The process starts with the sender typing a message into a PC e-mail application (Figure 2-1). When the user selects “Send”, the operating system combines the message with a set of Application layer (Layer 7) instructions that will eventually be read and actioned by the corresponding operating system and application on the receiving computer. The message plus Layer 7 instructions is then passed to the part of sender’s operating system that deals with Layer 6 presentation tasks. These include the translation of data between application layer formats as well as some types of security such as Secure Socket Layer (SSL)encryption. This process continues down through the successive software layers, with the message gathering additional instructions or control elements at each level.

By Layer 3 — the Network layer — the message will be broken down into a sequence of data packets, each carrying a source and destination IP address. At the Data Link layer the IP address is “resolved” to determine the physical address of the first device that the sending computer needs to transmit frames to — the so-called MAC or media access control address. In this example, this device may be a network switch that the sending computer is connected to or the default gateway to the Internet from the sending computer’s LAN. At the physical layer, also called the PHY layer, the data packets are encoded and modulated onto the carrier medium — a twisted wire pair in the case of a wired network, or electromagnetic radiation in the case of a wireless network — and transmitted to the device with the MAC address resolved at Layer 2.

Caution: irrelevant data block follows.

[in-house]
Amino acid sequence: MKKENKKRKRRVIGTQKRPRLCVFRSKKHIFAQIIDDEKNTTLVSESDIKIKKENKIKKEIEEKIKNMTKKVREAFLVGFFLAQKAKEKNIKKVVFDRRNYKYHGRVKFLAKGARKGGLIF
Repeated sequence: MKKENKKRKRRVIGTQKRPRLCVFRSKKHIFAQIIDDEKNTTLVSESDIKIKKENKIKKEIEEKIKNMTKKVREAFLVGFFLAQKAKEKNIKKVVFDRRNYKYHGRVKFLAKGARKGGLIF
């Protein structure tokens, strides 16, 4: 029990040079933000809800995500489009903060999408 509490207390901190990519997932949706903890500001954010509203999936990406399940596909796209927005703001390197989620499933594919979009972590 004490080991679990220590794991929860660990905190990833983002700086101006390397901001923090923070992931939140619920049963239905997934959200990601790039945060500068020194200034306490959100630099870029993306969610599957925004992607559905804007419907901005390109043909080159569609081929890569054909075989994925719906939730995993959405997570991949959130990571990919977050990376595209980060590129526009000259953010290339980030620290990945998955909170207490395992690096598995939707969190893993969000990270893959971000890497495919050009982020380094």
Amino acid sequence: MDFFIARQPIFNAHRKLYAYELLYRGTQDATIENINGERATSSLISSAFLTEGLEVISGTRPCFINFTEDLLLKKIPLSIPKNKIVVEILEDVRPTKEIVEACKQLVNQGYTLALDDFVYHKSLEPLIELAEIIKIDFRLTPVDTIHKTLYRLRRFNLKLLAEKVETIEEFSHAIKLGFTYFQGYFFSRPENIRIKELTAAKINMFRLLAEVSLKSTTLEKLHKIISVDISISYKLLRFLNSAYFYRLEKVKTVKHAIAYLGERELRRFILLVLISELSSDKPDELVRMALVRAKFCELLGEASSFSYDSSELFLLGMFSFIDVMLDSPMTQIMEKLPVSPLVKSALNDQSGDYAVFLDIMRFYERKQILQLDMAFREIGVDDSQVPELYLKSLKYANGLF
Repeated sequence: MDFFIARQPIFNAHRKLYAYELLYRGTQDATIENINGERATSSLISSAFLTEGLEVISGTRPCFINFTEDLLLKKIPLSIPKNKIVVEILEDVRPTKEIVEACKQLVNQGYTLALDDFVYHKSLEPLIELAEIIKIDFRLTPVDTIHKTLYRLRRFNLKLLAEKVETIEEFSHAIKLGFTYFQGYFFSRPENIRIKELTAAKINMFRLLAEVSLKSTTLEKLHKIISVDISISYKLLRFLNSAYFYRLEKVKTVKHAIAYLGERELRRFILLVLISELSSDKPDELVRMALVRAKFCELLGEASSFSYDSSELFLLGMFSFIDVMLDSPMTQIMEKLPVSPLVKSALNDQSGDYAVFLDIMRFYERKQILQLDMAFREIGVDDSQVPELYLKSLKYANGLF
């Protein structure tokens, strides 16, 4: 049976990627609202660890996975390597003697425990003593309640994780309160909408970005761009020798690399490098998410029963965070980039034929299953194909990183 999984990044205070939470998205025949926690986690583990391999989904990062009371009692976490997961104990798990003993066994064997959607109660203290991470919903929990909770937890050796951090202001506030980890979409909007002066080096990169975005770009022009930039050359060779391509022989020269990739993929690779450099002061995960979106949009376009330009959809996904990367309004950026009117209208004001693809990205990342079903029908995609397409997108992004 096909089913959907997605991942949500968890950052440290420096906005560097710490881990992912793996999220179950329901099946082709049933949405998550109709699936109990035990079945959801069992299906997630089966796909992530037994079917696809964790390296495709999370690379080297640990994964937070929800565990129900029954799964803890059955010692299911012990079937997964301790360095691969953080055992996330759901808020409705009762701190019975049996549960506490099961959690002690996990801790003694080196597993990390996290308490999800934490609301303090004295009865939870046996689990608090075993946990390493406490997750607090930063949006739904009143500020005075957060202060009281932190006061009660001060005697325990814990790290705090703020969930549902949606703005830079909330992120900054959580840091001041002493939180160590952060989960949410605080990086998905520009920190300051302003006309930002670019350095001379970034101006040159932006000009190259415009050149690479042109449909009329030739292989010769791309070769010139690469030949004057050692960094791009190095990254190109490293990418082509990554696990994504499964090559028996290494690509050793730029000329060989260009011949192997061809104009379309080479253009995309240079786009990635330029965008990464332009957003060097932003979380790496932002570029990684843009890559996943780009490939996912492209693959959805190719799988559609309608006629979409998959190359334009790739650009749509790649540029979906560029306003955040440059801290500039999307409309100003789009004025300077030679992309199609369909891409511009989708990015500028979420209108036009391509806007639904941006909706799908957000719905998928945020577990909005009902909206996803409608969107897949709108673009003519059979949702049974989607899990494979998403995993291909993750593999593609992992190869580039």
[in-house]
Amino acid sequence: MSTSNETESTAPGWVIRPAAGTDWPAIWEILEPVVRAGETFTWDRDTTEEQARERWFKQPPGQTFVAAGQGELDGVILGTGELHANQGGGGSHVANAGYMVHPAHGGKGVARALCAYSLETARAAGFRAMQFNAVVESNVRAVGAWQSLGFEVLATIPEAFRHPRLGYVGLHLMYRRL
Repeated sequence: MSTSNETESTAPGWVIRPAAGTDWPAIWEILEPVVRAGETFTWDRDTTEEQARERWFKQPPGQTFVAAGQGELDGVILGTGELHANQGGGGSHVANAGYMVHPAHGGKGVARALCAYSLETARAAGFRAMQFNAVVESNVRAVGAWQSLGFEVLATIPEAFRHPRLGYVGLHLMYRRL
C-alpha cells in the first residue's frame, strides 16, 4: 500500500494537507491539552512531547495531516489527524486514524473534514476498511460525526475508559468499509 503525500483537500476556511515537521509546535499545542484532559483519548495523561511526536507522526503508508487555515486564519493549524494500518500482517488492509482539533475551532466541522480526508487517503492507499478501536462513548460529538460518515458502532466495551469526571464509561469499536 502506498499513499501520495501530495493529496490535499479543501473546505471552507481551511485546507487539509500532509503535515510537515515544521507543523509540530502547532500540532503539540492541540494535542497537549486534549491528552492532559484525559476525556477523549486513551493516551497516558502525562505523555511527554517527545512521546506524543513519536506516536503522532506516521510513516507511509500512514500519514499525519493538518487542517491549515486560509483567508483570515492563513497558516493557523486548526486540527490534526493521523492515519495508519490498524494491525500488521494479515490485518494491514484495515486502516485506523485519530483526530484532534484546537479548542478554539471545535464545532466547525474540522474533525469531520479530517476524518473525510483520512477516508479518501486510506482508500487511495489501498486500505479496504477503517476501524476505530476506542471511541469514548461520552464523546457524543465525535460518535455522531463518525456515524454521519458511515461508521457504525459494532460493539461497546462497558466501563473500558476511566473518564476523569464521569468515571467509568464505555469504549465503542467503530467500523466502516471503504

Transmission of the message across the Internet is achieved through a number of device-to-device hops involving the PHY and Data Link layers of each routing or relaying device in the chain. At each step, the Data Link layer of the receiving device determines the MAC address of the next immediate destination, and the PHY layer transmits the packet to the device
with that MAC address.

On arrival at the receiving computer, the PHY layer will demodulate and decode the voltages and frequencies detected from the transmission medium, and pass the received data stream up to the Data Link layer. Here the MAC and LLC elements, such as a message integrity check, will
be extracted from the data stream and executed, and the message plus instructions passed up the protocol stack. At Layer 4, a protocol such as Transport Control Protocol (TCP), will ensure that all data frames making up the message have been received and will provide error recovery if any frames have gone missing. Finally the e-mail application will receive the decoded ASCII characters that make up the original transmitted message.

This post copyed from the book of "Wireless Networking Technology" by Steve Rackley, Newnes.

Enough for today. Maybe will continued in the next posted.

11:57 AM | 0 comments | Read More

HTML Lessons – Basic HTML Coding

Written By pcbolong on Monday, February 9, 2009 | 1:33 PM

Lets coding now... :P

HTML is a tag. Tags are instructions to a web browser. Thos particular instruction lets the web browser know that what follows is a web page, written in HTML. Tags can be written in upper-case or lower case letters (it doesn’t matter wich).

File Name
All web pages have a .html extension (or .htm).

In field File Name, the name is index.html. Then in field save as type i chose All Files.

All home pages have the file name index.html. index.html comes up automatically when the address of a domain or directory where it’s locatted is typed into a browser.

Enough for today..i'am so tired

1:33 PM | 0 comments | Read More